At What Age Can Teenagers Work Out At The Gym?

It’s important to make sure teens are physically ready to work out at the gym before planning any gym-based fitness schedule. This is why here at PureGym we will only allow young people over the age of 16 to become members at our gyms. 

For younger teens, unless you’re training for specific athletic or sporting goals, physical development and fitness can generally come from a range of age-appropriate school and extracurricular activities, rather than from training programmes at the gym. Whether it’s PE class, after-school clubs, cycling, hiking or dancing with your friends, there are many ways to stay fit and well without heading to the gym. In the younger stages of adolescence, intense weightlifting or high impact exercises at the gym could actually pose a risk to younger bones and joints, as they may not have built up the strength and correct form to complete many exercises safely.

However, older teens of around 16 and above can start considering training at the gym, as long as they’ve reached a stage of physical maturity where they can perform exercises without risking injury to growing bones and joints. Even then, programmes should focus on a well-rounded, age-appropriate approach, including strength, cardiovascular fitness, flexibility and core stability. 

How Many Days A Week Should A Teenager Work Out?

The NHS recommends that young people and teenagers engage in moderate to vigorous physical activity for 60 minutes every day, ideally including a mix of aerobic and strengthening exercises. This can include everything from walking to school, swimming, gymnastics, dancing and cycling, through to sports or gym workouts such as resistance training and classes.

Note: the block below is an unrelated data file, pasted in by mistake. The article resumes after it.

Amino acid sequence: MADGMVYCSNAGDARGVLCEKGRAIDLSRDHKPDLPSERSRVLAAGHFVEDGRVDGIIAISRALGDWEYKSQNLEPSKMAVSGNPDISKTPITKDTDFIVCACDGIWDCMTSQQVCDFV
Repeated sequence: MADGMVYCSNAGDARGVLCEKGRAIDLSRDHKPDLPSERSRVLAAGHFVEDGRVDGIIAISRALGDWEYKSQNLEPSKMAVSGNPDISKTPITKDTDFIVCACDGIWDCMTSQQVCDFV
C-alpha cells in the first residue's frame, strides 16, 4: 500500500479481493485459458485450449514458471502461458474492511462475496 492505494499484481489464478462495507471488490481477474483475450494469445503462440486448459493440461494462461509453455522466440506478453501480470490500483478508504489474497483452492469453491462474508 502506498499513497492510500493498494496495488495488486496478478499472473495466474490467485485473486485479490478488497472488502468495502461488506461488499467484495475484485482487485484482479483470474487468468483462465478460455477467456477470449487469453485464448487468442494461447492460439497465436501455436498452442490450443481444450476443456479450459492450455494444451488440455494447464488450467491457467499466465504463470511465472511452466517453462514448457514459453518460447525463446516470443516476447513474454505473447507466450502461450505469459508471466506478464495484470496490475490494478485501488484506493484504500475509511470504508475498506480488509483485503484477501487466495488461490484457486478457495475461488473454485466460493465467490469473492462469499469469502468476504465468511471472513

Ideally, a workout schedule for teenagers will involve a variety of different styles and types of activities, to help the body develop a range of muscles, skills and abilities. Over the week, this could look like 1-2 days playing sports, 1-2 days strength training, and 1-2 cardio, on top of daily activity like walking. 

Read also:
What Type Of Strength Training Is Right For You?

The Best Workout Plans For Teens

Whether you’re just getting started at the gym, are more confident with your form and strength, or need to work out easily at home, there’s a selection of teen workout plans below that should help you meet your health and fitness goals. 

Make sure to start with a weight or time that you feel comfortable with as you perfect the movement, then increase this until you feel a slight challenge but are just about able to complete the full number of reps and sets. Once you’re comfortable with that, you can increase the weight or time to create more of a challenge and build more strength. Then, as before, once you’re able to complete the full number of reps and sets with ease, you can once again increase the weight or time. This is called progressive overload and will help you to keep improving and progressing. 

It’s also important to include a warm up before your workout and a cool down afterwards – as these will decrease the risk of injury and prevent post-workout soreness (also known as delayed onset muscle soreness, or DOMS). Easing in and out of your workout like this can also help to relieve tension and keep your muscles flexible and mobile. 

Generally, dynamic stretches where you’re moving your body are considered best for warm ups, and static stretches where you hold a position for several seconds are considered best for cool downs. 

Example warm up –

Dynamic stretches- Between 30- 60 seconds



  • Arm circles

  • Leg swings